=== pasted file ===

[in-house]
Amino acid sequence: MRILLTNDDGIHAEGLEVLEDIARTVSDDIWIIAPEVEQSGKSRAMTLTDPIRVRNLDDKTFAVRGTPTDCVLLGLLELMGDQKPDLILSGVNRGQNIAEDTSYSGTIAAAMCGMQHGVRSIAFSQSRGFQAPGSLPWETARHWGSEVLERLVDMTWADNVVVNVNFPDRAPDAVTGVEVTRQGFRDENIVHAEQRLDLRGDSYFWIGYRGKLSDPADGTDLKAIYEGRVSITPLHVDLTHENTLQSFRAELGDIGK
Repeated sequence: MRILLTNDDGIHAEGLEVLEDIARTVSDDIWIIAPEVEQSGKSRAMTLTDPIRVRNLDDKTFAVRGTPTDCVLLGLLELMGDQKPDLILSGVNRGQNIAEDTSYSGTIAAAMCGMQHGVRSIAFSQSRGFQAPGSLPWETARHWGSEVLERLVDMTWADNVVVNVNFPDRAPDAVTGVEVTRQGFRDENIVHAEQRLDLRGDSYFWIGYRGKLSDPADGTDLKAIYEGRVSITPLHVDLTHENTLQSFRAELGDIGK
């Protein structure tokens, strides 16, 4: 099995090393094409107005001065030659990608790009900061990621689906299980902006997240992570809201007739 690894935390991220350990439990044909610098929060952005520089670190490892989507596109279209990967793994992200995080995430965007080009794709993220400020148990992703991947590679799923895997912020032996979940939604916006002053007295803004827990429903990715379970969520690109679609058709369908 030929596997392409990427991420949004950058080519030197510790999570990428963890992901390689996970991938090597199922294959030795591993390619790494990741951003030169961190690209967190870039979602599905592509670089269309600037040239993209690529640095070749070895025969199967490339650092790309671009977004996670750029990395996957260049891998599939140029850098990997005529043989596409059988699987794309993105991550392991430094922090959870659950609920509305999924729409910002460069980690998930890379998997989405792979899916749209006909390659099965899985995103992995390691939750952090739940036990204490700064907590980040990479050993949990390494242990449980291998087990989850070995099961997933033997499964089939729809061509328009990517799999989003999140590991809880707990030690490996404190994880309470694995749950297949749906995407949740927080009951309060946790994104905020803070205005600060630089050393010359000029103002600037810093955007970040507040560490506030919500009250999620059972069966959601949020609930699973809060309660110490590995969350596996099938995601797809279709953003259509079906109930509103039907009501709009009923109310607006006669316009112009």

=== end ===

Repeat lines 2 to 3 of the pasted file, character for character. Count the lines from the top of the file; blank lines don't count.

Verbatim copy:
Amino acid sequence: MRILLTNDDGIHAEGLEVLEDIARTVSDDIWIIAPEVEQSGKSRAMTLTDPIRVRNLDDKTFAVRGTPTDCVLLGLLELMGDQKPDLILSGVNRGQNIAEDTSYSGTIAAAMCGMQHGVRSIAFSQSRGFQAPGSLPWETARHWGSEVLERLVDMTWADNVVVNVNFPDRAPDAVTGVEVTRQGFRDENIVHAEQRLDLRGDSYFWIGYRGKLSDPADGTDLKAIYEGRVSITPLHVDLTHENTLQSFRAELGDIGK
Repeated sequence: MRILLTNDDGIHAEGLEVLEDIARTVSDDIWIIAPEVEQSGKSRAMTLTDPIRVRNLDDKTFAVRGTPTDCVLLGLLELMGDQKPDLILSGVNRGQNIAEDTSYSGTIAAAMCGMQHGVRSIAFSQSRGFQAPGSLPWETARHWGSEVLERLVDMTWADNVVVNVNFPDRAPDAVTGVEVTRQGFRDENIVHAEQRLDLRGDSYFWIGYRGKLSDPADGTDLKAIYEGRVSITPLHVDLTHENTLQSFRAELGDIGK